The results of studies by Sembratowicz et al. [40] show that nettle collected during two growing seasons shows a higher concentration of heavy metals in the summer months (July–August) rather than in the spring months (April–May), depending on the season. This is due to the apparent dilution of metals contained in the plant during its intense growth in the spring period [40].
In Romania, Badea studied the concentration of metals in medicinal plants [54]. The research concerned the same elements, and the concentration of Pb in St. John’s wort was 7.21 mg/kg, Cd was 0.12 mg/kg, and Hg was 0.005 mg/kg [54]. These results were very similar to those in our research (8.1 mg/kg Pb, 0.102 mg/kg Cd, 0.006 mg/kg Hg). Differences in concentrations of metals between the results obtained and Badea’s results [54] occurred in case of wormwood. Wormwood collected in Romania had a lower concentration of Pb as compared to own results (5.37–14.42 mg/kg), Cd (0.118–0.434 mg/kg) and Hg (0.005–0.012 mg/kg).
In the research conducted, the concentration of Cd, Pb and Hg in self-collected plant samples and commercial phytotherapy products was compared. The co-occurrence of metals between the commercial herbal products tested did not show any statistical significance. In addition, the concentration of Cd and Pb had a negative correlation coefficient. This indicates that changes in the concentration of heavy metals in herbal products are not subject to significant interactions and may have different origins. Also, the concentration of metals in other commercially available herbs varies [39]. The average concentration of Cd in various commercial formulas was 0.16–0.68 mg/kg [39], which was in line with the results of our research (the average concentration of Cd in herbal products we tested was 0.28 mg/kg). A lower concentration of Cd in herbal nettle products purchased in Poland was indicated by Fijałek et al. [41] (0.057–0.101 mg/kg Cd). In general, commercial products containing medicinal herbs had lower concentrations of Cd and Hg than samples prepared from self-collected wild plants. This applies especially to the selected plant species—St. John’s wort and yarrow. In the case of the concentration of Pb, the results of the research indicated that the samples of herbal material tested had a higher concentration of Pb than the samples of wild plants analysed. The differences between the concentration of Pb in plant samples self-collected independently and purchased in stores were statistically significant (p = 0.004). The statistically significantly higher concentration of Pb in commercial products was indicated for all tested plant species. The greatest differences in the concentration of Pb were found in cottonwood (8.65 mg/kg in naturally growing samples and 22.8 mg/kg in commercial samples). A comparable concentration of Pb was found only for nettle—Figure 2. The statistically higher concentration of Pb in samples prepared from commercial formulations compared to self-collected plant samples and the lack of statistically significant correlations between the tested metals may suggest contamination with this metal during technological plant processing. Prior to introducing the products onto the market, the plants are subjected to a multi-stage technological process. Further stages of production (storage, cleaning, drying, grinding) can cause contamination of the harvested plant material.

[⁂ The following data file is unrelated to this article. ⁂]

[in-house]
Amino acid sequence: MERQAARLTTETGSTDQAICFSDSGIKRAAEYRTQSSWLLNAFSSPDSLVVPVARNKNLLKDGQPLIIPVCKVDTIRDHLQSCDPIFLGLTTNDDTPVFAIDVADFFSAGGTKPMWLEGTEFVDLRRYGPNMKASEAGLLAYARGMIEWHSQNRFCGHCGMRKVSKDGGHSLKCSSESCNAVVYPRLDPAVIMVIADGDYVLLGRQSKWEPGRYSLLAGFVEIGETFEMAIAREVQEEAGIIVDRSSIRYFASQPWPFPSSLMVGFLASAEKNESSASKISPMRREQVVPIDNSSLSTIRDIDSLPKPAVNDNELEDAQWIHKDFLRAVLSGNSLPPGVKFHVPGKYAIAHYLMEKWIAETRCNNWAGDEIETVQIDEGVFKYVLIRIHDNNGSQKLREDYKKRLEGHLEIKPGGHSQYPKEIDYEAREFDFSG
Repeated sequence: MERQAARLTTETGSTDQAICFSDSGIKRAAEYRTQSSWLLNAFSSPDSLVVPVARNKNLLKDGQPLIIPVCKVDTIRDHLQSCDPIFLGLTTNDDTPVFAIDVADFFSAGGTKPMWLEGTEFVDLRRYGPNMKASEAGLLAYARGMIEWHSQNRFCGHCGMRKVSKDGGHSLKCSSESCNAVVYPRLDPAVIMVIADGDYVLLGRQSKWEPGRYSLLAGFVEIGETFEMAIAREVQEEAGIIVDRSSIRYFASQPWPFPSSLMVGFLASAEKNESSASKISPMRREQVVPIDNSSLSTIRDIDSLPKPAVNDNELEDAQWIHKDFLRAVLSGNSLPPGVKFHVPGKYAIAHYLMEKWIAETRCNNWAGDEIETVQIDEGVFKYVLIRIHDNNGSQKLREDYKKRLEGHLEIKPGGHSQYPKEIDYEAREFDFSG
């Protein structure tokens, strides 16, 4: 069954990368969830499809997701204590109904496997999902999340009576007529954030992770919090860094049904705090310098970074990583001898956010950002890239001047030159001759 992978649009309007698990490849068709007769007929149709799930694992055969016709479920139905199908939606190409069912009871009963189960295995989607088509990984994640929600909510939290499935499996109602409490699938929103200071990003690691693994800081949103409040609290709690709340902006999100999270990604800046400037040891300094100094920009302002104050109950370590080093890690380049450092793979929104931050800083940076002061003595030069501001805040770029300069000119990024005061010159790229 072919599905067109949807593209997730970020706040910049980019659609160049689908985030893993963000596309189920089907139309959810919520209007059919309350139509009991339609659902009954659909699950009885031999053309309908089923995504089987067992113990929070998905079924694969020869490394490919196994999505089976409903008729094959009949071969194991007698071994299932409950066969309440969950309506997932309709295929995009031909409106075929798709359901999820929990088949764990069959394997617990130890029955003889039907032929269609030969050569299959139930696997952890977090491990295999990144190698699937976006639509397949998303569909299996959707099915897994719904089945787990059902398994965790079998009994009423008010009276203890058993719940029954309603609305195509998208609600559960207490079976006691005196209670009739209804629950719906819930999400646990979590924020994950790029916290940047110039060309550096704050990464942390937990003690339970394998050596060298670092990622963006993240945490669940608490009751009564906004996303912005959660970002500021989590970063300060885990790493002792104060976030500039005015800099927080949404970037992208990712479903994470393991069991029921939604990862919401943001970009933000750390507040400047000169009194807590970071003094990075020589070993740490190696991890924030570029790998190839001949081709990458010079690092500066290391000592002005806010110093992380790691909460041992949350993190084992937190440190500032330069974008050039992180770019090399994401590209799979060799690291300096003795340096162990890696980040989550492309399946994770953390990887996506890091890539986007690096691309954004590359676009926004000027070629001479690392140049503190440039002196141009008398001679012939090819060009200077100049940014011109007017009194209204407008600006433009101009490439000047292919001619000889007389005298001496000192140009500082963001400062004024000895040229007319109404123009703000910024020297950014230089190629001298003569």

The maximum values for heavy metals in medicinal plants oral intake are as follows: less than 10 mg Pb/kg and 0.3 mgCd/kg [55]. The average concentration in the tested plant samples exceeds the acceptable levels (13.6 mgPb/kg and 0.41 mgCd/kg). However, it should be remembered that the standards have been set for medicinal plants that are mainly consumed orally. Whereas plants used for cosmetic purposes are mainly used externally.